Lt. Britt Snyder, right, of [auth] the Chaves County Sheriff’s Office, welcomes one of the new students from Session 12 of the International Law Enforcement Academy Wednesday during a reception at the Spring River Park and Zoo. (Jill McLaughlin Photo)
New senior criminal justice professionals from Paraguay, Peru and Uruguay attending the 12th session of Roswell’s International Law Enforcement Academy were welcomed during a warm reception at the Spring River Park and Zoo Wednesday evening.
Several community law enforcement officials and local leaders came out to meet and greet them.
“Welcome to our beautiful city,” said Roswell Chamber of Commerce Executive Director Dorrie Faubus-McCarty. “We want to make your stay as comfortable as possible.”
The impressive group of judges, prosecutors, intelligence analysts, officers and criminal investigators were treated to a reception and tour of the zoo grounds.
Jennifer Brady Griego, Roswell Air Center manager, explained that the city worked hard to keep the ILEA program in the community.
“You will find our community warm, friendly and we will help make your visit pleasant,” Griego said. “We hope you are able to take some time to see some of our attractions.”
Among those who welcomed the new ILEA delegates, who will spend the next several weeks studying post-graduate courses, were Chaves County Sheriff Rob Coon, Undersheriff Patrick Jennings and Lt. Britt Snyder; Roswell Police Department Deputy Chief Brad McFadden; and Eastern New Mexico University Capt. Robert Newberry.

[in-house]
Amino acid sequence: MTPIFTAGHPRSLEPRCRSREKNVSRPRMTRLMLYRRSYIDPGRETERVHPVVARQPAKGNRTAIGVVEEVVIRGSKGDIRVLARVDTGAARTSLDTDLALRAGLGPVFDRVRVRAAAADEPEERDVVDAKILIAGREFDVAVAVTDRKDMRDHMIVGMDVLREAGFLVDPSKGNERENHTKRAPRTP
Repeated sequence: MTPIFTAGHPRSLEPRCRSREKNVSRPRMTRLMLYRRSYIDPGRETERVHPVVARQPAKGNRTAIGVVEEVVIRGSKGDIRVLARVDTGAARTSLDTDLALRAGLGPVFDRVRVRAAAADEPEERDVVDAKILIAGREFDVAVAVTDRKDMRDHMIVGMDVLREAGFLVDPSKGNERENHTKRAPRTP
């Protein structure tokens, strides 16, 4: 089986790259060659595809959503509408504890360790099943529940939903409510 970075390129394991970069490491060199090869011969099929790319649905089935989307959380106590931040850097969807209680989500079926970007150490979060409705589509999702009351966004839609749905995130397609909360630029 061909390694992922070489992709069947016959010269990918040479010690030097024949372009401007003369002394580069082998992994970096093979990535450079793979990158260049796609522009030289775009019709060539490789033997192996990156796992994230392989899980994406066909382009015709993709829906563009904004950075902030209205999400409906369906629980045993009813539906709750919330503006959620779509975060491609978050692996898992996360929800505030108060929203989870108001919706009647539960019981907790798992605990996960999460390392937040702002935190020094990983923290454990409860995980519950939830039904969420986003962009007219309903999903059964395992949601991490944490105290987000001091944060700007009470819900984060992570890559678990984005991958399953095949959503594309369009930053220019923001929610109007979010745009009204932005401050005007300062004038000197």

Spring River Park and Zoo Director Elaine Mayfield welcomed the group to the facility and opened the carousel and train for the reception, with the help of staff. Several community members also attended.
The Roswell ILEA, which first opened in 2001, is one of five in the world. The others operate in Hungary, Thailand, Botswana and El Salvador. Along with training, the institutions also foster relationships among international law enforcement agencies.
ILEA Roswell changed directions last year and began providing graduate-level courses that specialized in international crime, management courses in criminal justice, legal and regulatory workshop facilitation and criminal policy program development.
The academy expects to graduate 10 sessions per year, with 35 students attending each. Attendance is coveted at the Roswell program. Those who do graduate can now stay in touch with new systems and share information.
Bernardino Monges Espinoza of Paraguay thanked the community for the reception. The Paraguay delegates included a judge, one delegate who worked in an anti-drug department, five prosecuting agents and five officers.
“Thank you for allowing us to be in this beautiful place,” Espinoza said.
From Peru, the 10 representatives included those who investigate crimes of terrorism, and who are involved in criminalistics and international affairs.
“People have experiences and important moments in their lives,” said Jose Isidor Baella Malca, of Peru. “Today is one of those days for us. Roswell has welcomed us with open arms. We will never forget you. Thank you for the support you give our countries.”
All of the citizens in the world have a right to live in peace. Training is constant and necessary, Malca said.
“Please know, when we leave this country, we will know of the existence of this beautiful city,” Malca said.